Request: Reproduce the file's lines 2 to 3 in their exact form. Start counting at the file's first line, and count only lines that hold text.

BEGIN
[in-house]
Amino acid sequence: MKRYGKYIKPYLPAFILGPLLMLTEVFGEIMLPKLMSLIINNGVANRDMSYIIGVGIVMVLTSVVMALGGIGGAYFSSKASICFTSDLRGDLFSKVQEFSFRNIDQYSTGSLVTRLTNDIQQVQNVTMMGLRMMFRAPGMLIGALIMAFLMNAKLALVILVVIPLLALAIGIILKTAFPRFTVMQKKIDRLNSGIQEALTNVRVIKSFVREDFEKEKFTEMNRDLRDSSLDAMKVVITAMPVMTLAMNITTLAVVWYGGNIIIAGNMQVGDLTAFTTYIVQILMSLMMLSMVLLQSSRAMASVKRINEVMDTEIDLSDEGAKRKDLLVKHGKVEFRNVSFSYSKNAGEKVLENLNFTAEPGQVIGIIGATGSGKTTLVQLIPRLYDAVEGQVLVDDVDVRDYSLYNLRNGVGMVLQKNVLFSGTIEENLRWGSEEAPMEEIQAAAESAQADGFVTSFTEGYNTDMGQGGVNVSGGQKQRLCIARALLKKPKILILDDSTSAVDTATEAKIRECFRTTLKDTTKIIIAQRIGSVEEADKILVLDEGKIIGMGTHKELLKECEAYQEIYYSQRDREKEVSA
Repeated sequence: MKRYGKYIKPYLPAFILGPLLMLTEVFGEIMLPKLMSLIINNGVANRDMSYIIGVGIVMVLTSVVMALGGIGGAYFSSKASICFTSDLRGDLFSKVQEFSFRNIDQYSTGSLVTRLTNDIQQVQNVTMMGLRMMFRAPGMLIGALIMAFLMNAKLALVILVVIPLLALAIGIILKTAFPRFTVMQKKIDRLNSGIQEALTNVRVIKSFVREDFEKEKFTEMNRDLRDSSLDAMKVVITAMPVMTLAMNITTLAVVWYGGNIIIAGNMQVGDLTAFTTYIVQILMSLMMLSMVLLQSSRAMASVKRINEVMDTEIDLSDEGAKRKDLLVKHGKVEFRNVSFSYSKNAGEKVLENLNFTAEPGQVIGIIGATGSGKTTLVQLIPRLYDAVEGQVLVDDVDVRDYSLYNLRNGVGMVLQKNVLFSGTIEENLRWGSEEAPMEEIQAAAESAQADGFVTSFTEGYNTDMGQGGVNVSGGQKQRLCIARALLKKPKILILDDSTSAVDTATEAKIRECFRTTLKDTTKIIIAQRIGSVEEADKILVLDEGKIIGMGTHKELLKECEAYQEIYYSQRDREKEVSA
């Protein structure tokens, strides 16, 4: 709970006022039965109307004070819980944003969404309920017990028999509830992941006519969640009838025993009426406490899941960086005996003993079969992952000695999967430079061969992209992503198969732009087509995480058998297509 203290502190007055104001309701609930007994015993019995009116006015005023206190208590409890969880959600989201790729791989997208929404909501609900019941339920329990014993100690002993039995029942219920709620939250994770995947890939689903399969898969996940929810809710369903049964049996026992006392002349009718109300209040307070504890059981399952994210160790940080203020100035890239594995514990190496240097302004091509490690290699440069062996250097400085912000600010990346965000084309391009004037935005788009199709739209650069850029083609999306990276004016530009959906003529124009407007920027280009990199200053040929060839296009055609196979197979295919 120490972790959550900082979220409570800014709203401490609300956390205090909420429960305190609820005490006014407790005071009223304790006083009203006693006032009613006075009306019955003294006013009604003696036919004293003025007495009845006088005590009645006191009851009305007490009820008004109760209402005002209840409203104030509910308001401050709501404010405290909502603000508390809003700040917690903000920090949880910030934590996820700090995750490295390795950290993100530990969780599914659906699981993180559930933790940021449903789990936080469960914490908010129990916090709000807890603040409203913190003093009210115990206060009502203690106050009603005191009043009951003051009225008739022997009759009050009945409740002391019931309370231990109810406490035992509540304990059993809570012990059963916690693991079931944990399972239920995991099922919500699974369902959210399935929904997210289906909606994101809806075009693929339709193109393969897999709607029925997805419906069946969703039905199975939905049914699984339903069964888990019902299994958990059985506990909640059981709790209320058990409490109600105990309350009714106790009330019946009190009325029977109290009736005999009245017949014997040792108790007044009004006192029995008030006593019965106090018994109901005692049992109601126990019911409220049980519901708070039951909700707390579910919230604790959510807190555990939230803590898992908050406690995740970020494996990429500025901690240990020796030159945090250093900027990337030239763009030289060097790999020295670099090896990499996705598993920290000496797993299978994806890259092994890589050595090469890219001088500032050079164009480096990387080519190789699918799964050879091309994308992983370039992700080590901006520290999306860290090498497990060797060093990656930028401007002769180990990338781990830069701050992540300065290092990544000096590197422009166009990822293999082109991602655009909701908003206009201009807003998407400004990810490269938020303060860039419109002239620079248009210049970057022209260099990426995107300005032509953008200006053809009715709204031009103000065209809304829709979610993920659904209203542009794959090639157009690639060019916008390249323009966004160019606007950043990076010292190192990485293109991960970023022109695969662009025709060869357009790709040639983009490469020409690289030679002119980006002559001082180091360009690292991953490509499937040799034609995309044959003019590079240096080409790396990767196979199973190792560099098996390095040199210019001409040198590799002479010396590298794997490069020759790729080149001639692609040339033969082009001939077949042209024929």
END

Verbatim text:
Amino acid sequence: MKRYGKYIKPYLPAFILGPLLMLTEVFGEIMLPKLMSLIINNGVANRDMSYIIGVGIVMVLTSVVMALGGIGGAYFSSKASICFTSDLRGDLFSKVQEFSFRNIDQYSTGSLVTRLTNDIQQVQNVTMMGLRMMFRAPGMLIGALIMAFLMNAKLALVILVVIPLLALAIGIILKTAFPRFTVMQKKIDRLNSGIQEALTNVRVIKSFVREDFEKEKFTEMNRDLRDSSLDAMKVVITAMPVMTLAMNITTLAVVWYGGNIIIAGNMQVGDLTAFTTYIVQILMSLMMLSMVLLQSSRAMASVKRINEVMDTEIDLSDEGAKRKDLLVKHGKVEFRNVSFSYSKNAGEKVLENLNFTAEPGQVIGIIGATGSGKTTLVQLIPRLYDAVEGQVLVDDVDVRDYSLYNLRNGVGMVLQKNVLFSGTIEENLRWGSEEAPMEEIQAAAESAQADGFVTSFTEGYNTDMGQGGVNVSGGQKQRLCIARALLKKPKILILDDSTSAVDTATEAKIRECFRTTLKDTTKIIIAQRIGSVEEADKILVLDEGKIIGMGTHKELLKECEAYQEIYYSQRDREKEVSA
Repeated sequence: MKRYGKYIKPYLPAFILGPLLMLTEVFGEIMLPKLMSLIINNGVANRDMSYIIGVGIVMVLTSVVMALGGIGGAYFSSKASICFTSDLRGDLFSKVQEFSFRNIDQYSTGSLVTRLTNDIQQVQNVTMMGLRMMFRAPGMLIGALIMAFLMNAKLALVILVVIPLLALAIGIILKTAFPRFTVMQKKIDRLNSGIQEALTNVRVIKSFVREDFEKEKFTEMNRDLRDSSLDAMKVVITAMPVMTLAMNITTLAVVWYGGNIIIAGNMQVGDLTAFTTYIVQILMSLMMLSMVLLQSSRAMASVKRINEVMDTEIDLSDEGAKRKDLLVKHGKVEFRNVSFSYSKNAGEKVLENLNFTAEPGQVIGIIGATGSGKTTLVQLIPRLYDAVEGQVLVDDVDVRDYSLYNLRNGVGMVLQKNVLFSGTIEENLRWGSEEAPMEEIQAAAESAQADGFVTSFTEGYNTDMGQGGVNVSGGQKQRLCIARALLKKPKILILDDSTSAVDTATEAKIRECFRTTLKDTTKIIIAQRIGSVEEADKILVLDEGKIIGMGTHKELLKECEAYQEIYYSQRDREKEVSA